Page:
When I’m hunting, I range the animal (with a rangefinder) of course and refer to chart for drop and dial my scope accordingly.. of course that means my scope has easily adjustable turrets, which they all do.’adjust my ‘side focus (parallelax), allow for wind (which causes ‘spin drift’ or bullet yaw at distances over 300 yards), and take my shot. I use a Kestrel wind meter to gage wind velocity and some guesswork….

        Keep in mind that most north american large game animals have an ample kill zone. Whitetails are 12-14 ” and elk is 15-20″. of course smaller the game the smaller the kill zone is and the more precise you have to be.

        Know your rifle’s capabilities, that is, the maximum distance you can confidently shoot at, as well as the maxximum capable kill distance. You don’t want to be using, say, a 308 for taking a thick skinned game animal at distances over 500 yards, you’ll wind up wounding the animal and chasing it over hill and dale and maybe never finding it.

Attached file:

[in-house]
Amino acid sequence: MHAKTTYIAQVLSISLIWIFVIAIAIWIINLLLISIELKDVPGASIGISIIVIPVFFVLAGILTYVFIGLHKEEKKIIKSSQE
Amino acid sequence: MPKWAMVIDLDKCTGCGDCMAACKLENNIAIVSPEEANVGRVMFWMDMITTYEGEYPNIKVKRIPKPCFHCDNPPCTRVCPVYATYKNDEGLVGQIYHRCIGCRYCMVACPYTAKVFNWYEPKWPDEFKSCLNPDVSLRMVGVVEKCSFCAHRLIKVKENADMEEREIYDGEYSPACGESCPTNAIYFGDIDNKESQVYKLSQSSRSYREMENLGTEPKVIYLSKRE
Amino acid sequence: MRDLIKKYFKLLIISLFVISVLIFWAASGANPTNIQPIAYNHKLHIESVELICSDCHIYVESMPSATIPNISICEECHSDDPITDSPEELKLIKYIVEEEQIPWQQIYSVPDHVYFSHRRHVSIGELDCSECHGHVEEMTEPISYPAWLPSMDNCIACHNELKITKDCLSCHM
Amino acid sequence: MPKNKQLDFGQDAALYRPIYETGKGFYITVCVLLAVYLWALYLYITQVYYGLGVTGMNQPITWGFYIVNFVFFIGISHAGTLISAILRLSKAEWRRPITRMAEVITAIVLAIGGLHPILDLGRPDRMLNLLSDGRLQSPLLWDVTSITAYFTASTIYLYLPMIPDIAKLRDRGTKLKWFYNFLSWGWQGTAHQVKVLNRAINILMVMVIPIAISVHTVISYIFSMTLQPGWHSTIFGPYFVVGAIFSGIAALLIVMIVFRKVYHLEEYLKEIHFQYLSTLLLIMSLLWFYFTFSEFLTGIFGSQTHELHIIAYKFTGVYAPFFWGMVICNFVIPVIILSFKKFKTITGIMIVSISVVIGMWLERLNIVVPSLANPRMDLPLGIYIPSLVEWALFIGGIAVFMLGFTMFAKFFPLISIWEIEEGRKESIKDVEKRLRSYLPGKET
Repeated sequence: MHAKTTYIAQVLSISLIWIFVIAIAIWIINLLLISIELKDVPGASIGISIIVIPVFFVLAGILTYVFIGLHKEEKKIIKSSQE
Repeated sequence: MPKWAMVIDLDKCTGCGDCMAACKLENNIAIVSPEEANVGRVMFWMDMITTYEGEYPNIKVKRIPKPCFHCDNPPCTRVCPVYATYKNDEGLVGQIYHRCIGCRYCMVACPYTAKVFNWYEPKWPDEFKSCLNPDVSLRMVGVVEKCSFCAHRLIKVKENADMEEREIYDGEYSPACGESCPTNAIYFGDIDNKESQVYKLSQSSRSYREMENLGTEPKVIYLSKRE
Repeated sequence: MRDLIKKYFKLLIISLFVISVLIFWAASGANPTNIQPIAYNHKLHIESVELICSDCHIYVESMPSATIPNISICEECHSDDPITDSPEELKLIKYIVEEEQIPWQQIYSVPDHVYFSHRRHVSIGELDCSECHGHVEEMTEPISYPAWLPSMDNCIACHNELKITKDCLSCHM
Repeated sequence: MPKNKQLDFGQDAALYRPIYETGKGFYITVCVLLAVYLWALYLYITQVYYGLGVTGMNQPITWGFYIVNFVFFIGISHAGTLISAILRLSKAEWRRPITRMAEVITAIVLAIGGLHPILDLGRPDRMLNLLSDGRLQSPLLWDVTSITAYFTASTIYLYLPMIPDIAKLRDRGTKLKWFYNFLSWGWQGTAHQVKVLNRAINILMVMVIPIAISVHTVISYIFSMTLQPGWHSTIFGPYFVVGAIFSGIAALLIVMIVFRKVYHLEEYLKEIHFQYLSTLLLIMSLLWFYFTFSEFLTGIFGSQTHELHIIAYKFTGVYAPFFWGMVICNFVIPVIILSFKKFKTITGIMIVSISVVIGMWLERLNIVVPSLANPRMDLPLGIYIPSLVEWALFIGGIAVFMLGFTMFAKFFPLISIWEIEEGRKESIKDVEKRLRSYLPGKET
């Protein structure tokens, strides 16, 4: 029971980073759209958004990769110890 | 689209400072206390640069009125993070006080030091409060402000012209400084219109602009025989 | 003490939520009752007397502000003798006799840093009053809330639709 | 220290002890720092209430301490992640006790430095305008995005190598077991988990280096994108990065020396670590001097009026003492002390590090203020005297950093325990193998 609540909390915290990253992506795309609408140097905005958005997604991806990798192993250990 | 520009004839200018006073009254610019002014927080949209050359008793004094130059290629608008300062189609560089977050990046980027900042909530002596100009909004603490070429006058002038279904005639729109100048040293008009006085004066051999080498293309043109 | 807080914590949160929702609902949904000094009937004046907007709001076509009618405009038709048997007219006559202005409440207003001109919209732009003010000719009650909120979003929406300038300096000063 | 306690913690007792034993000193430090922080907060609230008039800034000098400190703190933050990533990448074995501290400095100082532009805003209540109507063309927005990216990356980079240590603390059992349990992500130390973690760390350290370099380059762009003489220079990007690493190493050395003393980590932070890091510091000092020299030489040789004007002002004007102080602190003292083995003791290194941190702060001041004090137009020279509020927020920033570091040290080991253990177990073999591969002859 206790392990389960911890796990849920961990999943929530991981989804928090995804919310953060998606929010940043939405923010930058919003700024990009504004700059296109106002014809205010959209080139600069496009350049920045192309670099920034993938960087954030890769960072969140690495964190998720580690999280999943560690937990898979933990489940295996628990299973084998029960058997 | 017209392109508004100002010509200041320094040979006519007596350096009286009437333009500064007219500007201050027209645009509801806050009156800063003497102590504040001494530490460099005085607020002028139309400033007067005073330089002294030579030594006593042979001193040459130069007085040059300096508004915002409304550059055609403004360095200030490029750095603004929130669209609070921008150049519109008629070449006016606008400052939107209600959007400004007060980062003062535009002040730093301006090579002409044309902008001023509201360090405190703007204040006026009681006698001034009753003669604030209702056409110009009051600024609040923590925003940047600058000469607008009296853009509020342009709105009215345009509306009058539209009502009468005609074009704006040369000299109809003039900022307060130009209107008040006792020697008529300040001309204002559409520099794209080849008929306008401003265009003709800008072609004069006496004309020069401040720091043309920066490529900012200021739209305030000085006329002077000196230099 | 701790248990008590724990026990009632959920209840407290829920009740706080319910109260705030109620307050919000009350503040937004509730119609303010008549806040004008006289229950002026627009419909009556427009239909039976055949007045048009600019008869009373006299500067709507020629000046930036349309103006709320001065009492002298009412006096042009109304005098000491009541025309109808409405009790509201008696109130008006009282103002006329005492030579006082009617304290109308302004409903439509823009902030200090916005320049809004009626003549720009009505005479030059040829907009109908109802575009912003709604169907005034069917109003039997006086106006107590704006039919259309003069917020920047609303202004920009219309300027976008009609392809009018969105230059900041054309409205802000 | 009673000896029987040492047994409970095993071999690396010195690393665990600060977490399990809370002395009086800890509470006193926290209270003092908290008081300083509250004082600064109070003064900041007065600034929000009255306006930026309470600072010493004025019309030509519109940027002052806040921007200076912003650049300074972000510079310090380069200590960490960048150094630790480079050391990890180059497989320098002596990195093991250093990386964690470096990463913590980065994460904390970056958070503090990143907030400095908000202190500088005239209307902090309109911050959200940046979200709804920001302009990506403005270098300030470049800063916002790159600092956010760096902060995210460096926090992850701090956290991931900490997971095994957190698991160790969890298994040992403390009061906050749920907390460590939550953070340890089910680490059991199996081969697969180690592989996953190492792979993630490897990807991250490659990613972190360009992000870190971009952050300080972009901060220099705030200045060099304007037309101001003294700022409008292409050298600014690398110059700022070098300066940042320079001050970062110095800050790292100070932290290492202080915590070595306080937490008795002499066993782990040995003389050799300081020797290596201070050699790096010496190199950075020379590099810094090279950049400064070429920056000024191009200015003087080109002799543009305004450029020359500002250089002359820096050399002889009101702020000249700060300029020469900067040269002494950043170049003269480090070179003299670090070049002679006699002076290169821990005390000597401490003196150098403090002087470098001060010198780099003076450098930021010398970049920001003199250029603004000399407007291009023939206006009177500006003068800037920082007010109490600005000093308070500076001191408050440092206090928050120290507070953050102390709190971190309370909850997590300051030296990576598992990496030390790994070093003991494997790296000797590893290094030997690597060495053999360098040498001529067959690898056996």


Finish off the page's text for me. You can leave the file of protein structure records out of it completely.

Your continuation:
I hold all my shots to 500 or less, no matter what caliber I’m shooting. Hunt and stalk is just as much fun as the kill.

        Have fun…

        Like

  20. I thought .308 was the best but then 7 mm doesn’t go subsonic till,, and what about 6.5×284 . We are all scientists furthering human knowledge for the greater good of all. We owe it to humanity to get one of each and test our hypotheses. I have been target shooting for 58 years non professionally, and only use sierra bullets. I tried others early on and have been disappointed when it mattered most. if I do my home work and my math a sierra reload does it every time.